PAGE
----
However, he has a decent amount of head coaching experience (eight years), but he’s more or less been way out of the national spotlight and free from the pressure that comes with the elite programs in the country.

And it’s not like he’s completely dominated in these ranks like you would expect a coach to do who has just been hired at a top 10 program (see Meyer, Urban).

Hoke is 47-50 overall as a head coach and has compiled just three winning seasons in eight years.

When he took over at Ball State for his first head coaching gig at age 44, the Cardinals had won 6 games the prior season, but it would not be until Hoke’s fifth season in Muncie that he eclipsed that mark (going 7-6 in 2007).

Having four straight losing seasons to start your coaching career is not the most promising beginning ever, and this is surely bothersome to many Michigan fans.

But give Hoke credit for eventually turning Ball State around as it is not an easy task for a program that has little tradition of winning, even for a MAC team.

Hoke was 18-5 in MAC play during his last three seasons at Ball State as his teams went from third in their division, to second, and finally to a first place finish in 2008.

In 2007, Hoke and the Cardinals suffered a couple of 20-plus blowout losses, but played Miami of Ohio, Illinois and Indiana close. They were also only defeated by one point in a loss to Nebraska in Lincoln.*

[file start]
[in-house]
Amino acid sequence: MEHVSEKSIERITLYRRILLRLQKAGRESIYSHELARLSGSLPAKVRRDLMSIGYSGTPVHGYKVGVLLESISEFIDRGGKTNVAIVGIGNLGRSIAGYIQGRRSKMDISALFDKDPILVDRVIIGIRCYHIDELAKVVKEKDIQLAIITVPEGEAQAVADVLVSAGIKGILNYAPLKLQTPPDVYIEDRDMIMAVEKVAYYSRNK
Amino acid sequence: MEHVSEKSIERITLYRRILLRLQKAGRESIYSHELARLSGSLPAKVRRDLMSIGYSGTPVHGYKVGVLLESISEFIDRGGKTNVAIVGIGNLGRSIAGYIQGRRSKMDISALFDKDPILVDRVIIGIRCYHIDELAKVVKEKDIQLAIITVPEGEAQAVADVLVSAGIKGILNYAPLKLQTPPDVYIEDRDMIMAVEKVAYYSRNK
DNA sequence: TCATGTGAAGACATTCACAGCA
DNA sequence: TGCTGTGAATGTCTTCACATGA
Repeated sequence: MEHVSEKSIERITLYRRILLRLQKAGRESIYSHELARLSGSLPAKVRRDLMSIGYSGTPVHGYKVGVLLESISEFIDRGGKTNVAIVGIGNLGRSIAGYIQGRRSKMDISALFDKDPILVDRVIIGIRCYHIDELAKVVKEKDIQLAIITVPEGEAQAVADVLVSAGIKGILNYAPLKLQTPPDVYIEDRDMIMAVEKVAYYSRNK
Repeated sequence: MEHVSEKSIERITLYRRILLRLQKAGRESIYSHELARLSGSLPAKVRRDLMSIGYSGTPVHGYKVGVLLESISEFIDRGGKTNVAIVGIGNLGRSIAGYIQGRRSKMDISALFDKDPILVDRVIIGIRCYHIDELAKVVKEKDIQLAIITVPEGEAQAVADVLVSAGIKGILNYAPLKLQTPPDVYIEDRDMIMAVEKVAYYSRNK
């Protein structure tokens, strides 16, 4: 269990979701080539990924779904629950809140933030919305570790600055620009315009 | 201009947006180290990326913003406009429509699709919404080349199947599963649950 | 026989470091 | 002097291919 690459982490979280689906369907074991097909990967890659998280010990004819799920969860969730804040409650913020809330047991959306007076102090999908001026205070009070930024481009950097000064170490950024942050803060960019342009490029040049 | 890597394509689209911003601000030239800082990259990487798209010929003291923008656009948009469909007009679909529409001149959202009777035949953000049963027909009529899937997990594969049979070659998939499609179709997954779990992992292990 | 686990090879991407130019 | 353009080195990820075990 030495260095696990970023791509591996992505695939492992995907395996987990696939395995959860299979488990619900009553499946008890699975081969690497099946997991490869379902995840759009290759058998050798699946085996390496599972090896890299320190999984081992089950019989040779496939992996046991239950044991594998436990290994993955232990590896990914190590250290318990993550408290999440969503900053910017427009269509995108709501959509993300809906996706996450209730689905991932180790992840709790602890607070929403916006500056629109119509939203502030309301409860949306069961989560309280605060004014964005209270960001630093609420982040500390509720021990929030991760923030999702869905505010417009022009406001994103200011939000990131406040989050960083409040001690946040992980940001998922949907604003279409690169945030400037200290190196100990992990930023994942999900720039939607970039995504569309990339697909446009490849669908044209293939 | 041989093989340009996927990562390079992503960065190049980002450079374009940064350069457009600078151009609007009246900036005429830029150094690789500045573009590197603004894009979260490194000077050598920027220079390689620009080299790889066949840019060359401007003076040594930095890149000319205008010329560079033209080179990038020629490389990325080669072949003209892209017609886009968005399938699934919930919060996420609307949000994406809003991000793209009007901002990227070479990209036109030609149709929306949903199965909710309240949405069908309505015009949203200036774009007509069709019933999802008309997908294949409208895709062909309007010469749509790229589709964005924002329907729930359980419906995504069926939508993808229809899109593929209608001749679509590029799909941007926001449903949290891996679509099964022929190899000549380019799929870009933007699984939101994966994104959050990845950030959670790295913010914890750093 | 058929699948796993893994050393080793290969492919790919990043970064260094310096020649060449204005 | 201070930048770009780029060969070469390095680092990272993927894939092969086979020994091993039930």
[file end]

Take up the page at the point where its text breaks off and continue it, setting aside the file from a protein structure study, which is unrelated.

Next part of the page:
* Statistically, the 2007 Cornhuskers were the worst Nebraska team since 1961, but still.

2008 was Hoke’s true coming out party as the Cardinals ripped off 12 straight victories on their way to the MAC championship game. What’s more, Ball State only played in one really close game all season long (seven point victory over Central Michigan).

They headed into the conference title game ranked No. 12 in the nation and despite 503 yards of offense, Ball State was defeated 42-24 by Buffalo.

Hoke didn’t stay around for the bowl game and instead found greener pastures out west by taking the San Diego State job.

His first year in the Mountain West was not pretty as Hoke’s Aztecs went 4-8 with victories coming over only the dregs of college football (Southern Utah, New Mexico State, New Mexico, and Colorado State).

Yet, Hoke’s reputation went through the roof with this year’s performance as San Diego State finished 9-4, perhaps the Aztecs best season over the past 20 or 30 years.

In addition to roughing up Navy in their bowl game (that should elicit immediate respect from Notre Dame fans), San Diego State lost to Missouri, BYU, TCU and Utah by a combined 15 points.

That is one heck of a turnaround.

So while Brady Hoke doesn’t have a stellar resume and isn’t a glitzy name, he was likely one of the better coaches outside of the BCS conferences until his hiring by Michigan.

The thing I’d be worried about if I was a Michigan fan was that his success took a little bit too long at Ball State, and that he’s only had two great coaching seasons out of eight attempts.

Did they make Hoke look better than he really is?

Hoke’s 2010 season at San Diego State is very impressive for sure, but let’s remember that Tyrone Willingham led Stanford to their first Pac-10 title in 29 years and a berth in the Rose Bowl for one season too. Sometimes you have to take these big seasons with a grain of salt.